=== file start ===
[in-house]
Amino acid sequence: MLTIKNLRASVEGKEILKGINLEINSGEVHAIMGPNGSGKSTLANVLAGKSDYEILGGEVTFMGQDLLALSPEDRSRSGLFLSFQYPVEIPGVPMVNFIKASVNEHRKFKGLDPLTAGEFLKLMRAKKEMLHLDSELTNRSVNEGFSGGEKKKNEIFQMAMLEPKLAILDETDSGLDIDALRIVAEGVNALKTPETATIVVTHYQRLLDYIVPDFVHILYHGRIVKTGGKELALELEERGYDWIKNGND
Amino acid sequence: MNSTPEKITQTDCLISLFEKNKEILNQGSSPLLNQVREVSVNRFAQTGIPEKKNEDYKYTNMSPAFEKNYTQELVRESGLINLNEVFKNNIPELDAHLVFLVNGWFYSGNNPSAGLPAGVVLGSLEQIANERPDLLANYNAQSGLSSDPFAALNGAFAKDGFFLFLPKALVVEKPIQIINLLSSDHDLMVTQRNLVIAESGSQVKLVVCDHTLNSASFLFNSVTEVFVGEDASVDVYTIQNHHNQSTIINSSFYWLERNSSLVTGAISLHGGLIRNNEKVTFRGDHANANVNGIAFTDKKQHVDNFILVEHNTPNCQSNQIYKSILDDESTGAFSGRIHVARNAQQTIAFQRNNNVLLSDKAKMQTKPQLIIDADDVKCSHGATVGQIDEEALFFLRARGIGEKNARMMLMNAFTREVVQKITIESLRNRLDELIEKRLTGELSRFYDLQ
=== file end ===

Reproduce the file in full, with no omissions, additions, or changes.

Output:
[in-house]
Amino acid sequence: MLTIKNLRASVEGKEILKGINLEINSGEVHAIMGPNGSGKSTLANVLAGKSDYEILGGEVTFMGQDLLALSPEDRSRSGLFLSFQYPVEIPGVPMVNFIKASVNEHRKFKGLDPLTAGEFLKLMRAKKEMLHLDSELTNRSVNEGFSGGEKKKNEIFQMAMLEPKLAILDETDSGLDIDALRIVAEGVNALKTPETATIVVTHYQRLLDYIVPDFVHILYHGRIVKTGGKELALELEERGYDWIKNGND
Amino acid sequence: MNSTPEKITQTDCLISLFEKNKEILNQGSSPLLNQVREVSVNRFAQTGIPEKKNEDYKYTNMSPAFEKNYTQELVRESGLINLNEVFKNNIPELDAHLVFLVNGWFYSGNNPSAGLPAGVVLGSLEQIANERPDLLANYNAQSGLSSDPFAALNGAFAKDGFFLFLPKALVVEKPIQIINLLSSDHDLMVTQRNLVIAESGSQVKLVVCDHTLNSASFLFNSVTEVFVGEDASVDVYTIQNHHNQSTIINSSFYWLERNSSLVTGAISLHGGLIRNNEKVTFRGDHANANVNGIAFTDKKQHVDNFILVEHNTPNCQSNQIYKSILDDESTGAFSGRIHVARNAQQTIAFQRNNNVLLSDKAKMQTKPQLIIDADDVKCSHGATVGQIDEEALFFLRARGIGEKNARMMLMNAFTREVVQKITIESLRNRLDELIEKRLTGELSRFYDLQ